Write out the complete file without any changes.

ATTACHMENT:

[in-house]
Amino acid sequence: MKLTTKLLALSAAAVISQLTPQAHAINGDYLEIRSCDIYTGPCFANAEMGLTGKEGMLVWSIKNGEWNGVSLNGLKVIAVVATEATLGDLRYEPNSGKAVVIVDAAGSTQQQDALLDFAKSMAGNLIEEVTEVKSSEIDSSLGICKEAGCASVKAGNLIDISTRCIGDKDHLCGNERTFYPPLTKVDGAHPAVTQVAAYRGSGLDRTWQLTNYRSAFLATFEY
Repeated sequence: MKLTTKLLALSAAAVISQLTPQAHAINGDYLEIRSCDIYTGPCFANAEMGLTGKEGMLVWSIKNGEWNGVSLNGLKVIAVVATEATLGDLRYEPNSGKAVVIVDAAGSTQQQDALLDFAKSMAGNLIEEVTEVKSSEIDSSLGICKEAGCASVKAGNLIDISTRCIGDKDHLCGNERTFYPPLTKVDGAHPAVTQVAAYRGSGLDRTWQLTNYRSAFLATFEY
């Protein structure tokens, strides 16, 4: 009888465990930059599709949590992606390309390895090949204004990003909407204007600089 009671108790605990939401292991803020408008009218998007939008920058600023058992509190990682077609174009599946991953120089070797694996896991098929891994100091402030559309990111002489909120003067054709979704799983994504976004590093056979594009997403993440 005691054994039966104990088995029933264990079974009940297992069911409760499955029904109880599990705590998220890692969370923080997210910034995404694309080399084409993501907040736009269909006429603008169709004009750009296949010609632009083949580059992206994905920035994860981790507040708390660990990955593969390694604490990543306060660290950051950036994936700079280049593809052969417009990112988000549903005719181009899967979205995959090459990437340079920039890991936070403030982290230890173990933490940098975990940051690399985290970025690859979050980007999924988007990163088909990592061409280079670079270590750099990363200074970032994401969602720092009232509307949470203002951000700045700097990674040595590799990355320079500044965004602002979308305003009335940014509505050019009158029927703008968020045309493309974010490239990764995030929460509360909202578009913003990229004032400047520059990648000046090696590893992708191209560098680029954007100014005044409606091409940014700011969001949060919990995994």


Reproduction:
[in-house]
Amino acid sequence: MKLTTKLLALSAAAVISQLTPQAHAINGDYLEIRSCDIYTGPCFANAEMGLTGKEGMLVWSIKNGEWNGVSLNGLKVIAVVATEATLGDLRYEPNSGKAVVIVDAAGSTQQQDALLDFAKSMAGNLIEEVTEVKSSEIDSSLGICKEAGCASVKAGNLIDISTRCIGDKDHLCGNERTFYPPLTKVDGAHPAVTQVAAYRGSGLDRTWQLTNYRSAFLATFEY
Repeated sequence: MKLTTKLLALSAAAVISQLTPQAHAINGDYLEIRSCDIYTGPCFANAEMGLTGKEGMLVWSIKNGEWNGVSLNGLKVIAVVATEATLGDLRYEPNSGKAVVIVDAAGSTQQQDALLDFAKSMAGNLIEEVTEVKSSEIDSSLGICKEAGCASVKAGNLIDISTRCIGDKDHLCGNERTFYPPLTKVDGAHPAVTQVAAYRGSGLDRTWQLTNYRSAFLATFEY
């Protein structure tokens, strides 16, 4: 009888465990930059599709949590992606390309390895090949204004990003909407204007600089 009671108790605990939401292991803020408008009218998007939008920058600023058992509190990682077609174009599946991953120089070797694996896991098929891994100091402030559309990111002489909120003067054709979704799983994504976004590093056979594009997403993440 005691054994039966104990088995029933264990079974009940297992069911409760499955029904109880599990705590998220890692969370923080997210910034995404694309080399084409993501907040736009269909006429603008169709004009750009296949010609632009083949580059992206994905920035994860981790507040708390660990990955593969390694604490990543306060660290950051950036994936700079280049593809052969417009990112988000549903005719181009899967979205995959090459990437340079920039890991936070403030982290230890173990933490940098975990940051690399985290970025690859979050980007999924988007990163088909990592061409280079670079270590750099990363200074970032994401969602720092009232509307949470203002951000700045700097990674040595590799990355320079500044965004602002979308305003009335940014509505050019009158029927703008968020045309493309974010490239990764995030929460509360909202578009913003990229004032400047520059990648000046090696590893992708191209560098680029954007100014005044409606091409940014700011969001949060919990995994």